MANILA, Philippines (AP) – The Philippines on Monday launched a vaccination campaign to curb one of the worst outbreaks of coronavirus in Southeast Asia, but is facing supply-side public resistance that hopes to alleviate by vaccinating high-ranking officials.
Government officials, along with medical և military և police personnel, were among the first to be vaccinated at six hospitals in Manipolit Manila after President Rodrigo Duterte and other high-ranking officials received 600,000 doses of the COVID-19 vaccine donated by China on Sunday.
At the Philippine State Hospital in Manila, the hospital’s director, Dr. Gerardo Legaspi, was first vaccinated by a nurse in a televised event, followed by government and health officials.
“Let’s get vaccinated, let’s save lives every day. We need to move forward, “said Isla Moreno, the mayor of Manila at the hospital, adding that he would be vaccinated in about a week after the vaccination.
The Philippines was one of the last countries in Southeast Asia to receive the first batch of vaccines due to delivery delays, although it reported more than 576,000 infections, including 12,318 deaths, the second highest in Southeast Asia after Indonesia. The quarantine restrictions have pushed Manila’s economy back into one of the worst recessions in the region, causing unemployment and famine.
“Our economy is really in decline because at home, the sooner the vaccines speed up, the better,” Duterte told a news conference late Sunday night as he witnessed the delivery of Chinese donated vaccines at the capital’s airbase.
Duterte said he was considering easing quarantine restrictions in the capital and elsewhere as the vaccination campaign gained momentum. With only 600,000 doses for about 300,000 people to receive two doses each, Monday vaccinations were considered symbolic.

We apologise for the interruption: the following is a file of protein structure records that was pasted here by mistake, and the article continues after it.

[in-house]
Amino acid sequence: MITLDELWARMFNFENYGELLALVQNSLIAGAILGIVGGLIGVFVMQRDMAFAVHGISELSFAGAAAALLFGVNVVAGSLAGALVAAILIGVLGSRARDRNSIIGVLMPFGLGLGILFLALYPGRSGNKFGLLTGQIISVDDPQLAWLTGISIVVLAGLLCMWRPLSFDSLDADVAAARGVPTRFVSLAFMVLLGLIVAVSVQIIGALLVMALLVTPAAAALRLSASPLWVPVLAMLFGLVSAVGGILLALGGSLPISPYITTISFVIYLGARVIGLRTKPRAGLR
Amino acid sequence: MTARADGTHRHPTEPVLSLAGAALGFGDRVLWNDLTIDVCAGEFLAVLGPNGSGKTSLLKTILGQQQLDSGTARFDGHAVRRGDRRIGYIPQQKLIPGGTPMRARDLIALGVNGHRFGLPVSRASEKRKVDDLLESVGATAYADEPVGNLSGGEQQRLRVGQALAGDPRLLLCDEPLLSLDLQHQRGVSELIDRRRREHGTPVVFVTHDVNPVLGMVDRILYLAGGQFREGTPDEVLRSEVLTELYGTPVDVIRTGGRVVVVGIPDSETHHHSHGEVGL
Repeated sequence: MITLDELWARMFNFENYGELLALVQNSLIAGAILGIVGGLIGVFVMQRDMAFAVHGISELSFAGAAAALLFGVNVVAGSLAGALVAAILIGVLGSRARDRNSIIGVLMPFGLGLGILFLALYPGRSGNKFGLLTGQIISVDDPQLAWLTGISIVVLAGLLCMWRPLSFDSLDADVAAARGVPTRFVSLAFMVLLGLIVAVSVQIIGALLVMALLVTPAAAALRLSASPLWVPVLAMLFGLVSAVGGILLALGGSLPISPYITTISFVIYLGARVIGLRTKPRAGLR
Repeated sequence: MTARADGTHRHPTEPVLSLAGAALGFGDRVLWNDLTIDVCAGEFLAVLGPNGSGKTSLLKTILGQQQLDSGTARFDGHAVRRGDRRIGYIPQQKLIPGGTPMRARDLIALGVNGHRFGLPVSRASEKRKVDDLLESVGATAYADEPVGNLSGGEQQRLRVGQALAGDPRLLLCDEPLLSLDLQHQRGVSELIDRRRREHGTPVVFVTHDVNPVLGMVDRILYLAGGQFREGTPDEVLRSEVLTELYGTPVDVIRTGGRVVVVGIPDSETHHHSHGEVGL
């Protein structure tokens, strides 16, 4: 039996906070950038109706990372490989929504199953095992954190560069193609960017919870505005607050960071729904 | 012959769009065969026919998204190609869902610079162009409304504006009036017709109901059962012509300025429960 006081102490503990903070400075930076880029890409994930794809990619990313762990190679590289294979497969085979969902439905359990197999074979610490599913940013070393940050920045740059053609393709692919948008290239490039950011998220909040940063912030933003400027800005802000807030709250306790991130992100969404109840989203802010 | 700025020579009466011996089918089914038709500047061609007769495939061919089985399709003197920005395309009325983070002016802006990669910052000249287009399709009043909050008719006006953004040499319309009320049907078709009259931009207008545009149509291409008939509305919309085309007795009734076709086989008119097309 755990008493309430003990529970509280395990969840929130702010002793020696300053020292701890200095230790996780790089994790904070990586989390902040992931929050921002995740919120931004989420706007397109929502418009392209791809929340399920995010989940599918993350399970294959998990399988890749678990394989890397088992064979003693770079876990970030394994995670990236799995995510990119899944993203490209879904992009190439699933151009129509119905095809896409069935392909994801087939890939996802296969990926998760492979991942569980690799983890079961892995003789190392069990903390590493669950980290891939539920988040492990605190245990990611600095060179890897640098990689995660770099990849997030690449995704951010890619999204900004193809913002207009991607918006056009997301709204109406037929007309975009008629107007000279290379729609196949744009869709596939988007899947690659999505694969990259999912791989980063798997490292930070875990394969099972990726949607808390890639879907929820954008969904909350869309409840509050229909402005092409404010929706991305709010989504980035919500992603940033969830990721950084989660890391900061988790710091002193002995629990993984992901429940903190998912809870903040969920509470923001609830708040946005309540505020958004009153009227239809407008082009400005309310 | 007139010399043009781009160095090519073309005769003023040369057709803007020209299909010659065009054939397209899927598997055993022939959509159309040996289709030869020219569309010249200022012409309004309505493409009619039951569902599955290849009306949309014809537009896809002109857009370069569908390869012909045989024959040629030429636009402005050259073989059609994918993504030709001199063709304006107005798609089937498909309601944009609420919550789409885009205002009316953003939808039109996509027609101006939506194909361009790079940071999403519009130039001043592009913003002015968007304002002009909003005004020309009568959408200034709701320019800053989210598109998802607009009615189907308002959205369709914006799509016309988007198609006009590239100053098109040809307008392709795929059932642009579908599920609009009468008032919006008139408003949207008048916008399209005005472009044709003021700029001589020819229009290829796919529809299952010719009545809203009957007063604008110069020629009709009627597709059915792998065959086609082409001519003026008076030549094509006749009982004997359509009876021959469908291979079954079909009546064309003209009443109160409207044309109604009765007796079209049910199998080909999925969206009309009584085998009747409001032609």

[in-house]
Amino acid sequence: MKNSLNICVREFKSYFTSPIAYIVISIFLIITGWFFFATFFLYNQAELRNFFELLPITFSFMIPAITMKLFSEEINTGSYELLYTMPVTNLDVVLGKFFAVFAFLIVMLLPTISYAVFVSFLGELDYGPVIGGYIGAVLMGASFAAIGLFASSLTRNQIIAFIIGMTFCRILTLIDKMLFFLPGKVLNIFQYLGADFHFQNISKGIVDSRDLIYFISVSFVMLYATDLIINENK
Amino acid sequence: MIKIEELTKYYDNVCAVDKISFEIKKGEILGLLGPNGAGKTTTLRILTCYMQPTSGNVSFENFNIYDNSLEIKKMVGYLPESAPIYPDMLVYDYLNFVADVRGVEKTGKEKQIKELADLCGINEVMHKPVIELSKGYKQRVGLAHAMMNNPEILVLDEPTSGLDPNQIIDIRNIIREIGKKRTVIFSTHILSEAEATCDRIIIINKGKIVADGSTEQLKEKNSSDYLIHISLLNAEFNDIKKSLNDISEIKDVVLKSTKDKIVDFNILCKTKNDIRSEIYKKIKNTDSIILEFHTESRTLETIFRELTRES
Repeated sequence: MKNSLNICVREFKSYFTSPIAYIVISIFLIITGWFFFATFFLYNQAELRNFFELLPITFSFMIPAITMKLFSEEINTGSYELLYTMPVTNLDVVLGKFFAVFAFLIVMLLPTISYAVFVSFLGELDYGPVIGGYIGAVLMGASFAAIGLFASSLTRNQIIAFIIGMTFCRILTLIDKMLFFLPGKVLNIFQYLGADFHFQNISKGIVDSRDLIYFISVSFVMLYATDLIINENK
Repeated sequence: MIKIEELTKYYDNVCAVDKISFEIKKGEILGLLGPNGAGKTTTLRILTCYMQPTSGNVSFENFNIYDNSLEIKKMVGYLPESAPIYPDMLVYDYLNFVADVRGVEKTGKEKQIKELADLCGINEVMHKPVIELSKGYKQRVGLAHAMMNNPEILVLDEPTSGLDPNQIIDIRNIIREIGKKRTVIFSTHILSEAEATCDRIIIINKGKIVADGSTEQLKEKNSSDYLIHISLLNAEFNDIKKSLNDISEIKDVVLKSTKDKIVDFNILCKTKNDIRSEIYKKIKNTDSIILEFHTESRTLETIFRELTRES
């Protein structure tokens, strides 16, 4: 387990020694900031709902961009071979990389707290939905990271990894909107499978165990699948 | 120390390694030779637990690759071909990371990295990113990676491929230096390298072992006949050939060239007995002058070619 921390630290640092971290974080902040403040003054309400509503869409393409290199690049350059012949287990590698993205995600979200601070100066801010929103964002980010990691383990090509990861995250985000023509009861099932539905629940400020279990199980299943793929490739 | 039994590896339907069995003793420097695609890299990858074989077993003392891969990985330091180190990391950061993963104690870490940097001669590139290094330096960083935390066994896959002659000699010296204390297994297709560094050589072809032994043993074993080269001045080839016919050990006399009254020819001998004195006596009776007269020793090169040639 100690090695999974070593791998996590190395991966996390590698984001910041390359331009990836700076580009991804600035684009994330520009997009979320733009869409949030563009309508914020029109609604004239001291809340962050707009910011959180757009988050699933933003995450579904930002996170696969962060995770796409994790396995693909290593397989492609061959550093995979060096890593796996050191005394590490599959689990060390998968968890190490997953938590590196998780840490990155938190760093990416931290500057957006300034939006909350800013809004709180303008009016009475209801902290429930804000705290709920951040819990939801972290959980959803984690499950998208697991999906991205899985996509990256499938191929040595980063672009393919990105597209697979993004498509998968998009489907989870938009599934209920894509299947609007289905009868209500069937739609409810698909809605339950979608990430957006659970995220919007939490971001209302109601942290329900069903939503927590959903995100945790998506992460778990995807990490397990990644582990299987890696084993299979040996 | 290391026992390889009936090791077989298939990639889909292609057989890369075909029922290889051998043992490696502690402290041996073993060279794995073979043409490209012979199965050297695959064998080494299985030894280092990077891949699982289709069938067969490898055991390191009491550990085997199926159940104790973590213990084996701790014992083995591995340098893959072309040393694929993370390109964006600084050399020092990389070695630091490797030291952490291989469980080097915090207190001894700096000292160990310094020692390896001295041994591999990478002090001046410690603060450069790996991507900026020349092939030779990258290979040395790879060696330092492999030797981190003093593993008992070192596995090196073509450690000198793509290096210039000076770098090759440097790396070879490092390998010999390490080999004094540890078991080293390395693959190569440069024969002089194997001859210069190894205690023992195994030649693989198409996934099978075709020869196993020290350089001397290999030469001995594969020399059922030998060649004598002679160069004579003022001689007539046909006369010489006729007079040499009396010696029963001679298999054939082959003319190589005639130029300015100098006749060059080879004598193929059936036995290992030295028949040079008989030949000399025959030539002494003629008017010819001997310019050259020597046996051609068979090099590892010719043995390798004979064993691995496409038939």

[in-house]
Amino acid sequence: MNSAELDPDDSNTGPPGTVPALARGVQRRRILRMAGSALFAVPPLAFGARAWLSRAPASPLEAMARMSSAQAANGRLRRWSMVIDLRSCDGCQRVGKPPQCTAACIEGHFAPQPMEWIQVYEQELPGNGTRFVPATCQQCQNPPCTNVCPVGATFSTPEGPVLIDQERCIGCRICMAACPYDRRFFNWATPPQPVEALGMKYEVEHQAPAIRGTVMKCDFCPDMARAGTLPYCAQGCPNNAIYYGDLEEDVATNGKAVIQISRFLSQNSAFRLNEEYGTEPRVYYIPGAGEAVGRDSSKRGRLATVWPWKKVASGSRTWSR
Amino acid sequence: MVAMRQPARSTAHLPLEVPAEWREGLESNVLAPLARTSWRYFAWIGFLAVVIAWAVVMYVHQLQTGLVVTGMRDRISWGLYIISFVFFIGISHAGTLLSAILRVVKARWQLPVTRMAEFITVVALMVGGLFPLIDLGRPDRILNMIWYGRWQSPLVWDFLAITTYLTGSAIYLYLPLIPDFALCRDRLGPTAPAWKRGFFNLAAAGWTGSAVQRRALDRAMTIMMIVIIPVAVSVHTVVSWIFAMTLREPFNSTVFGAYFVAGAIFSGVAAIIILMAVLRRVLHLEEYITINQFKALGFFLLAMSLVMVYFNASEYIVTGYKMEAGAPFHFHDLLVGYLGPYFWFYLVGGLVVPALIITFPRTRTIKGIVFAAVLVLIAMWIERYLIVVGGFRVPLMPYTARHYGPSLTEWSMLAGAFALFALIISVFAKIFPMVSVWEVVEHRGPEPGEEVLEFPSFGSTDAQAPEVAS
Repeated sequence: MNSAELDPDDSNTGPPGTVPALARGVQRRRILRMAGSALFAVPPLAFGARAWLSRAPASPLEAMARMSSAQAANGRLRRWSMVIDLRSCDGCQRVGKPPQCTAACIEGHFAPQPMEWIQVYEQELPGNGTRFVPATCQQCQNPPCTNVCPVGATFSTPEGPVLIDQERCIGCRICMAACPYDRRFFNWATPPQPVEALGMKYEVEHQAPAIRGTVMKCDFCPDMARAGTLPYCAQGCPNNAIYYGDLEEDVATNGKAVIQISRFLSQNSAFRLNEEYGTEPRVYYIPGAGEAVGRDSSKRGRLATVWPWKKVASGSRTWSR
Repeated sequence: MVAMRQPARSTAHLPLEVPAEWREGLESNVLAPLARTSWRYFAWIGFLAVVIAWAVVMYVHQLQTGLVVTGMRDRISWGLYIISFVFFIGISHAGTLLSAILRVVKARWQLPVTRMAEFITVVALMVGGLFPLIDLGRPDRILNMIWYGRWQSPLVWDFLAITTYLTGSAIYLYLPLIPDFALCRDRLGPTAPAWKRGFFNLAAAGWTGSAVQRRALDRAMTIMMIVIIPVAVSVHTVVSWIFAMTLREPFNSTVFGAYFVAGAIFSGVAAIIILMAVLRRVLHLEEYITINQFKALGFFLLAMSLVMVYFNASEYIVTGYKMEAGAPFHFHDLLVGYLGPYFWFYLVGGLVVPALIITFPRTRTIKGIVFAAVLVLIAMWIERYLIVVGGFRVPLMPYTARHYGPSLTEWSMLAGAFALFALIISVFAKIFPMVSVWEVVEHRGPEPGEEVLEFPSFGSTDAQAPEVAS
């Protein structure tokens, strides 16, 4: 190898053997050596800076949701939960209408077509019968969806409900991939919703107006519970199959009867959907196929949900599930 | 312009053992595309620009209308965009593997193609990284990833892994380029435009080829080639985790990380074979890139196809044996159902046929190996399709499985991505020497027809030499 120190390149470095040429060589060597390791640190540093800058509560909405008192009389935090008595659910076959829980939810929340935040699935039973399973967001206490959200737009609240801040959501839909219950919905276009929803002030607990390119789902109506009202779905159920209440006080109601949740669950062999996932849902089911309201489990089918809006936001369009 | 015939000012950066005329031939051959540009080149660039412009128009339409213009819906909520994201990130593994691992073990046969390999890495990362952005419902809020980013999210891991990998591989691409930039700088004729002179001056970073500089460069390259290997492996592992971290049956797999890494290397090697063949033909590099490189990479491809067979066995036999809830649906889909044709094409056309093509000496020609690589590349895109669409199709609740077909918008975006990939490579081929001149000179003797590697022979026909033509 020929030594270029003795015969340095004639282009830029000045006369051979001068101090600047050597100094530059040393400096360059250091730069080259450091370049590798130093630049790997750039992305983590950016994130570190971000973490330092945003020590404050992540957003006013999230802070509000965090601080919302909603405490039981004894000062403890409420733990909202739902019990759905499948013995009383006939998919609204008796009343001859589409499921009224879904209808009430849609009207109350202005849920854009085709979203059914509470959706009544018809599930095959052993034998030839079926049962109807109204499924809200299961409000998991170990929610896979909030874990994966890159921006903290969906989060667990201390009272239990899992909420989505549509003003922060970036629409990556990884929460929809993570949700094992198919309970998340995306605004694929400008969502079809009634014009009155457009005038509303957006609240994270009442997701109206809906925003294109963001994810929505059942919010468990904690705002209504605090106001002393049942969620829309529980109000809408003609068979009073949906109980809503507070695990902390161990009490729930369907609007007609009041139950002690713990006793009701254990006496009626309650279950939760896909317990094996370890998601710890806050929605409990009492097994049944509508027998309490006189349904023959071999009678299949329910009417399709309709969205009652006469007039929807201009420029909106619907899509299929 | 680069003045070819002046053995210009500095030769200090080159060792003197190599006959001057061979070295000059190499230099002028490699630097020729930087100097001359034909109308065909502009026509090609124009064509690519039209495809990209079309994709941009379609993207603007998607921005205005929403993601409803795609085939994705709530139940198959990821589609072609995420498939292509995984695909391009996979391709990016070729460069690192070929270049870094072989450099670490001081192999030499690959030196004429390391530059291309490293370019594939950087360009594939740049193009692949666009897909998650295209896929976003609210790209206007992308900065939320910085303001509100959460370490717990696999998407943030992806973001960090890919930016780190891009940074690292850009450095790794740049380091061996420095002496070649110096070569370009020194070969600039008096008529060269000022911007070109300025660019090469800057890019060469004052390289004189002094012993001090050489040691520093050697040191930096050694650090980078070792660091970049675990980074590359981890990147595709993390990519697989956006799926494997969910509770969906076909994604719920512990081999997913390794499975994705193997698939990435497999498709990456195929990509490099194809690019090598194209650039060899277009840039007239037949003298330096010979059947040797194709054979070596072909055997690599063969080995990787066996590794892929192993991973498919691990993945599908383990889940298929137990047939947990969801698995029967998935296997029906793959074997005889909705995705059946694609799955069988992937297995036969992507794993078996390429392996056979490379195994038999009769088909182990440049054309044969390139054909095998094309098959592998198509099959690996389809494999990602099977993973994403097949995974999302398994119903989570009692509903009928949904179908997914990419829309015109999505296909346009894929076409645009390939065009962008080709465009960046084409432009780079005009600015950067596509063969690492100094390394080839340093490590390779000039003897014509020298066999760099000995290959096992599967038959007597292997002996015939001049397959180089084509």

In addition to the vaccine donated by China to Sinovac Biotech Ltd., the government has ordered 25 million doses for the Chinese-based company, but no exact delivery date has been set. Health Minister Francisco Duke III has announced that the initial delivery of 525,600 doses of AstraZeneca vaccine, which was originally scheduled for Monday, will be delayed by a week due to delivery problems.
China’s donation is at least a fraction of the $ 148 million the government is negotiating in a massive foreign-funded campaign to insure some 70 million Filipinos free of charge in West Asian companies. Most of the shipments are expected to arrive at the end of this year amid a global turmoil over COVID-19 vaccines.
The Duterte administration has been criticized for lagging behind many other Southeast Asian countries in providing vaccines, but the president has said that rich western countries have introduced large doses for their citizens, leaving the poorer ones behind for the rest.
In addition to supply issues, there have been concerns about vaccine safety, mainly due to fears of the dengue vaccine, which forced the Duterte administration to discontinue mass immunization in 2017. Concerns about the Synovac vaccine have also raised concerns among health professionals about its low efficacy compared to others developed in the West and Russia.
Carlito Galves Jr., who is leading the government’s efforts to provide the vaccine, said Duterte had seen some research showing low public confidence in the Sinovac vaccine and had ordered him and other senior officials to be vaccinated.
At the General Hospital of the Philippines, where he was vaccinated with the Sinovac vaccine, Galves said that Filipinos could not return to normal life, “the economy could not recover if people refused immunization, they preferred Western vaccines, which would come later.” year:
“We should not wait for the so-called best vaccine. “There is no best vaccine, because the best vaccines are the ones that are effective, effective, and come soon,” Galves said during a speech at the hospital.